50 Years of Kusters

50 years of Kusters: from a garden gate to the semiconductor industry

In 2023, Kusters is a significant player in the semiconductor industry. But how did Kusters originate and evolve into the company we know today? Former owner Jan Kusters takes us through the history.

50 years ago, Adriaan Kusters, Jan’s father, worked at Philips in Oss. In the evenings, he dabbled in hobbies, making things like steps and garden gates, and even sharpening ice skates during the winter. Jan, as a 12-year-old, occasionally helped, and this early exposure to technology played a significant role in shaping his interests. After a while, the first real customer – someone who actually asked for an invoice – appeared, and the registration with the Chamber of Commerce became a reality. The small projects in the garage gradually turned into a full-blown hobby. In addition to Adriaan’s 40-hour workweek at Philips, he also worked around 60 hours per week at home. Soon, the garage became too small, and a move to a location on Saksenweg was in order. After completing his education at the technical school, Jan became Kusters’ first official employee at the age of 20, while Adriaan continued to work for Philips.

During the initial period, Adriaan would brief Jan in the mornings about what needed to be done that day before heading to work himself. Roles quickly reversed, with Jan informing his father in the evenings about customer calls and the next day’s plans. Kusters continued to grow, and after 42 years, Adriaan, at the age of 57, resigned from Philips to further expand the business alongside Jan. During this time, the company added approximately one employee per year, and it steadily grew its client base. Not only did local companies in Oss seek Kusters’ services, but businesses from the broader region also began to engage them, eventually even securing international clients.

Saving before spending
Jan’s parents always adhered to the principle of ‘save before you spend,’ and this approach served Kusters well. Even during the challenging years surrounding the 2008 financial crisis, the company continued to prosper, unlike many others in the industry. Jan Kusters noted, “In all these 50 years, we’ve never had to lay off anyone for economic reasons.”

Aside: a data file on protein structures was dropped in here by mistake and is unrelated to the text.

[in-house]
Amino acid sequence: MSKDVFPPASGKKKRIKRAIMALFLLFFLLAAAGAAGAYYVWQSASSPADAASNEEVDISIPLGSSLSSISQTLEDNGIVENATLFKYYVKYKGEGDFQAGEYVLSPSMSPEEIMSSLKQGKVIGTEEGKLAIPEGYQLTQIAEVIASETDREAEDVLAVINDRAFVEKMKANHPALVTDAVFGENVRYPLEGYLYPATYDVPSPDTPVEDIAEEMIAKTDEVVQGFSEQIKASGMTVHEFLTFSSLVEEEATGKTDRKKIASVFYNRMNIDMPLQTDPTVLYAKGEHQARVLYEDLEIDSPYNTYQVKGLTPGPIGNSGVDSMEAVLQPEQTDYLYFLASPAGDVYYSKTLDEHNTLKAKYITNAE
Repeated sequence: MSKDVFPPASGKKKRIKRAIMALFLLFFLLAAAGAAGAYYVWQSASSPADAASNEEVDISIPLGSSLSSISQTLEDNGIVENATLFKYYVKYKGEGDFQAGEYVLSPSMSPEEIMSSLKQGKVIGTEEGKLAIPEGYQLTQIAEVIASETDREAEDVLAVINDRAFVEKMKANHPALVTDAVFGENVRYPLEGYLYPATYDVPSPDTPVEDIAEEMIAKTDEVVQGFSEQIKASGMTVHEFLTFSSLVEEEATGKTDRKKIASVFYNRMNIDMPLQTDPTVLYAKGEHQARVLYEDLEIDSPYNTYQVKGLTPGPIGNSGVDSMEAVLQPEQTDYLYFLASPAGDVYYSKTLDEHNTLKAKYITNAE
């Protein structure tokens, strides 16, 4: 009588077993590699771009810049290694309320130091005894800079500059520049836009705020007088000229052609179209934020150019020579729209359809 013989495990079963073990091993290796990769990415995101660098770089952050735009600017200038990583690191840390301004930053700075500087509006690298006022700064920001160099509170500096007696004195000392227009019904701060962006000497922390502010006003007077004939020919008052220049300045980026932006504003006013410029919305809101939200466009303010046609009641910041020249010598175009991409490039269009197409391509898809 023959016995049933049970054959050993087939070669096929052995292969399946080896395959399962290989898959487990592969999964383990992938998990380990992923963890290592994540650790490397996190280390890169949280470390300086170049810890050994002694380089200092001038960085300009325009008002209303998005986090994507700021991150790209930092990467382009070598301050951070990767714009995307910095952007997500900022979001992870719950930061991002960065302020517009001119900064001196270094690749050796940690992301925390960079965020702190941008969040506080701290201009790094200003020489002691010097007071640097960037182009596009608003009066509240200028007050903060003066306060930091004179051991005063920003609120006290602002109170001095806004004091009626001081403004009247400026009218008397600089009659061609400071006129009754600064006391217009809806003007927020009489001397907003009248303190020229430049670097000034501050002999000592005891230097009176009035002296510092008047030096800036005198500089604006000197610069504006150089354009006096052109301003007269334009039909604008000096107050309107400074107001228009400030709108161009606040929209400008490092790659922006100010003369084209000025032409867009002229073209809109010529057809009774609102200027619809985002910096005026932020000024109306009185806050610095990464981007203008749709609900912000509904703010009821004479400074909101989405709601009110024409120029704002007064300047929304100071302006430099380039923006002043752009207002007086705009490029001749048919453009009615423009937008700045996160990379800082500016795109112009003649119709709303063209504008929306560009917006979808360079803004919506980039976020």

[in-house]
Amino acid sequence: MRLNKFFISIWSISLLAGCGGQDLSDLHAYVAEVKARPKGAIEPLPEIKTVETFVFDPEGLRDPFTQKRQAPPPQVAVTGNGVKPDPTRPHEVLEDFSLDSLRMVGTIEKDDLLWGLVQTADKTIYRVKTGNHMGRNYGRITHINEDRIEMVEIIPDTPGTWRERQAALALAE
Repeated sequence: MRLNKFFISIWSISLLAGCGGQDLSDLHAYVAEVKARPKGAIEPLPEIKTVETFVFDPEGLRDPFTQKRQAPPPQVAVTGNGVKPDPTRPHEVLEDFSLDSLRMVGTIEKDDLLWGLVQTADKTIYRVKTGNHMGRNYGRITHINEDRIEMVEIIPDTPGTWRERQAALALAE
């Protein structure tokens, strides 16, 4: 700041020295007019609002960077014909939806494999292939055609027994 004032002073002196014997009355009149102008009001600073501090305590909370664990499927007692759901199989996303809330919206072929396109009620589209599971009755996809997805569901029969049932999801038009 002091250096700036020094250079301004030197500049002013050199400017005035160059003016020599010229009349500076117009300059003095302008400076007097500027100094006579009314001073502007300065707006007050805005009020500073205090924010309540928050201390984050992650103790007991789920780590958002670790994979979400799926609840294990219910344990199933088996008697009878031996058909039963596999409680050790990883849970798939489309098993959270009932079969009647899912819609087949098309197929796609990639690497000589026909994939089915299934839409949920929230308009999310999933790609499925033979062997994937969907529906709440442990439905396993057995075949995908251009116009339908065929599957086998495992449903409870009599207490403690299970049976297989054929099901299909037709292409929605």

Kusters continued to expand. In 1990, Jan bought out his father and partnered with Piet van Duijnhoven to lead the company. Jan and Piet jointly steered Kusters during a period of significant growth. Later, Jan reacquired Piet’s shares, and ten years ago, he had the opportunity to take over Wilting. At that time, Wilting was roughly three times the size of Kusters, making it seem like David was taking over Goliath. However, due to highly efficient operations, Kusters was considerably more profitable. Only one in five Kusters employees didn’t operate a machine, resulting in low overhead costs. Other companies were later added, forming the precursor of the Andra Tech Group as we know it today, with Kusters being a part of it.

Fresh soup every afternoon
One unique aspect of Kusters is that there has been very little turnover among the staff over the years. Mother Kusters played a crucial role in this regard. Until 1985, she ensured that fresh soup was served in the canteen every afternoon, a tradition that continues at Kusters on IJzerweg.

Now, Jan watches from the sidelines as Kusters continues to develop. He states, “I am delighted to see Kusters doing so well. Looking back on all the years I led Kusters, I am especially proud that we accomplished things that others wouldn’t dare to start. We managed to create prototypes and rush orders that other companies couldn’t replicate. While others came up with a hundred excuses why something couldn’t be done, we got to work to provide optimal service to our customers. For me, the customer always came first, and they determined what I did. That makes Kusters unique and a wonderful company to work for.”

“There are often a hundred excuses not to try something, but at Kusters, we get to work.”

“Achieving what others wouldn’t dare to start and doing it in a time frame that initially seemed impossible. These are the things I look back on with pride.”